Rebecca Leppington to Abigail Adams
Boston March 20th 1790—
Encouraged Madam, by your condescention in answering a letter I not long since took the liberty to write you,1 And relying on your candour to pardon my forwardness, I again take up the pen tho’ not without fear that you will deem me an intruder on your time & patience; In your answer to the letter I have reference to, you gave me all the information I cou’d desire, & I felt myself honor’d that you noticed me as one who formerly thought herself happy in being ranked among the number of your humble friends. Without any further preface Madam, give me leave to forward another letter accompanied by one from the Gentleman with whom I have lived for Several years, to the Vice-President, soliciting his recommendation (as many others have done) for some place of trust whereby he might be usfull to the Publick & himself; I beleive few Gentlemen wou’d more faithfully discharge any obligations, You will think me partial, I acknowledge that in the four years acquaintance that I have had, I have reason to esteem him, as well for his private Character, as his universal Benevolence; And I beleive there are not many who solicit for a place under Goverment, if fidelity & honesty are requisits, who have a better claim, His own letter to the Vice-President will suggest the motives by which he is actuated, it is therefore unnessary, & might be thought impertinent in me to repeat them; You doubtless will be at a loss to account for my addressing you on this subject I am full in the beleif that many Ladies have been as instrumental in promoting both Publick & private good as the Gentlemen— And as I know from the personal acquaintance that I have with yo. Madam, you are a well-wisher to all the deserving; I thought it wou’d not be amiss to ask your interest in a matter that through a multiplicity of business might be overlook’d— Your penetration, before you have read thus far, will discover that I feel particularly interested, Some future day perhaps may prove your conjectures are not groundless— You well know my fondness for little folks & once upon some occasion said, that had you a young family to bring up you shou’d like that I shou’d have the care of them while in that State, this I esteemed a much greater compliment than I deserved, the same Compliments however have been paid me by the person who has had an opportuinity of making observations and let it Suffice for me to say that the little family I now have the c[harge] of, are too dear to me easily to part from2 But le[st I] trespass on your patience, I will close my [. . .] and after all proper respect for a Lady in your exalted Station subscribe myself / Madam / your very humble Servant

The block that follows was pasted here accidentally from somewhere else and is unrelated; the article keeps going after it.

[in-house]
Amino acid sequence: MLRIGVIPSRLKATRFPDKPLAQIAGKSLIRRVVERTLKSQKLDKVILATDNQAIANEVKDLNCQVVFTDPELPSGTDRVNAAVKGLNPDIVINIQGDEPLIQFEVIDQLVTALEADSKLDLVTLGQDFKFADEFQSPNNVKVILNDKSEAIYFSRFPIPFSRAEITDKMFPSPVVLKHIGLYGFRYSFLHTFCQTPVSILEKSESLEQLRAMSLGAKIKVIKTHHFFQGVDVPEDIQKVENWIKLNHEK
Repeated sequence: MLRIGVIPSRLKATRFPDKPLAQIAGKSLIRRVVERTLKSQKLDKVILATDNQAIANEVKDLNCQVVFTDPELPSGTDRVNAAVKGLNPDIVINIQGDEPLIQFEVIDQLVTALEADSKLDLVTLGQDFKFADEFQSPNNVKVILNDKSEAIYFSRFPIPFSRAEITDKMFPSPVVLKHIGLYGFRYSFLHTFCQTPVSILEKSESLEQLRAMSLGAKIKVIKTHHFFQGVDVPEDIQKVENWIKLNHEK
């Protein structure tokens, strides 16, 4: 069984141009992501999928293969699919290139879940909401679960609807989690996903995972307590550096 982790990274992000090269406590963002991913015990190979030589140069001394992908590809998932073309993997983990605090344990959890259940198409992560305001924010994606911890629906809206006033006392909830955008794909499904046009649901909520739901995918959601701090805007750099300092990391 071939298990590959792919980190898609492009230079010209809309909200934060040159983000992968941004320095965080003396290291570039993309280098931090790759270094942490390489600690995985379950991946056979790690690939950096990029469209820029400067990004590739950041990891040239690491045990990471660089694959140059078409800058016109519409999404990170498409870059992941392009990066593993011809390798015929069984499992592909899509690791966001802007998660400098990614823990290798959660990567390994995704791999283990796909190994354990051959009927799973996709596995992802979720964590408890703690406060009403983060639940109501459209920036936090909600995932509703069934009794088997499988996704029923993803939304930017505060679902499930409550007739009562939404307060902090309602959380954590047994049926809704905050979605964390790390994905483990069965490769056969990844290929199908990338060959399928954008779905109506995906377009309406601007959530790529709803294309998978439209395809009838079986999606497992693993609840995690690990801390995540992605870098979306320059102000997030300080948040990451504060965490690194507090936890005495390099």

my sister desires her respectfull Complts. & equally regrets that she has never had an opportuinty of seeing Mrs Adams since her return from abroad.3 My love to Louisa, the young Ladies wou’d esteem it a favor to receive a line from her—
RC (Adams Papers); addressed: “Mrs Abigail Adams / Lady of the Vice President / New-york”; endorsed: “Mrs Leppington / 20 March 1790.” Some loss of text where the seal was removed.
1. The letter from Leppington to AA has not been found but presumably inquired into Martha Washington’s need for a female attendant and expressed Leppington’s hope to be considered for the post. In her reply of 20 Sept. 1789 (Adams Papers), AA explained that Washington had several granddaughters as well as a niece who could fill the role of attendant as required. AA added that if Washington was “to express a wish for a young Lady as a companion, She would have more Soliciters for the place, than the President could possibly have had, for any office in his Gift.”
2. John Hurd (b. 1727), Harvard 1747, was a former New Hampshire land speculator and Boston insurance broker who would marry Leppington, longtime caregiver for his children, later that spring. In his letter to JA of 17 March 1790 (Adams Papers), Hurd expressed his desire for a position in the federal government, noting his many years of public service and the financial and personal sacrifices he had made during the Revolution. Although JA thought highly of Hurd, he explained in his reply that he was unable to influence executive appointments. Hurd ultimately failed to receive a federal position, serving in local offices until his death in 1809 (Sibley’s Harvard Graduates description begins John Langdon Sibley, Clifford K. Shipton, Conrad Edick Wright, Edward W. Hanson, and others, Biographical Sketches of Graduates of Harvard University, in Cambridge, Massachusetts, Cambridge and Boston, 1873–. description ends , 12:164–171; Rebecca Leppington Hurd to AA, 29 June 1790, Adams Papers; JA to Hurd, 5 April, LbC, APM Reel 115).
Hurd had five children from two previous marriages—two with his first wife, Elizabeth Foster (d. 1779) of Boston, and three with his second wife, Mary Russell Foster (d. 1786). Leppington cared for these latter three: twins Katharine and Elizabeth (b. 1784), and John Russell (b. 1785) (Sibley’s Harvard Graduates description begins John Langdon Sibley, Clifford K. Shipton, Conrad Edick Wright, Edward W. Hanson, and others, Biographical Sketches of Graduates of Harvard University, in Cambridge, Massachusetts, Cambridge and Boston, 1873–. description ends , 12:164, 170–171; Boston Gazette, 16 Jan. 1786).
3. For Betsey Leppington, see vol. 3:319.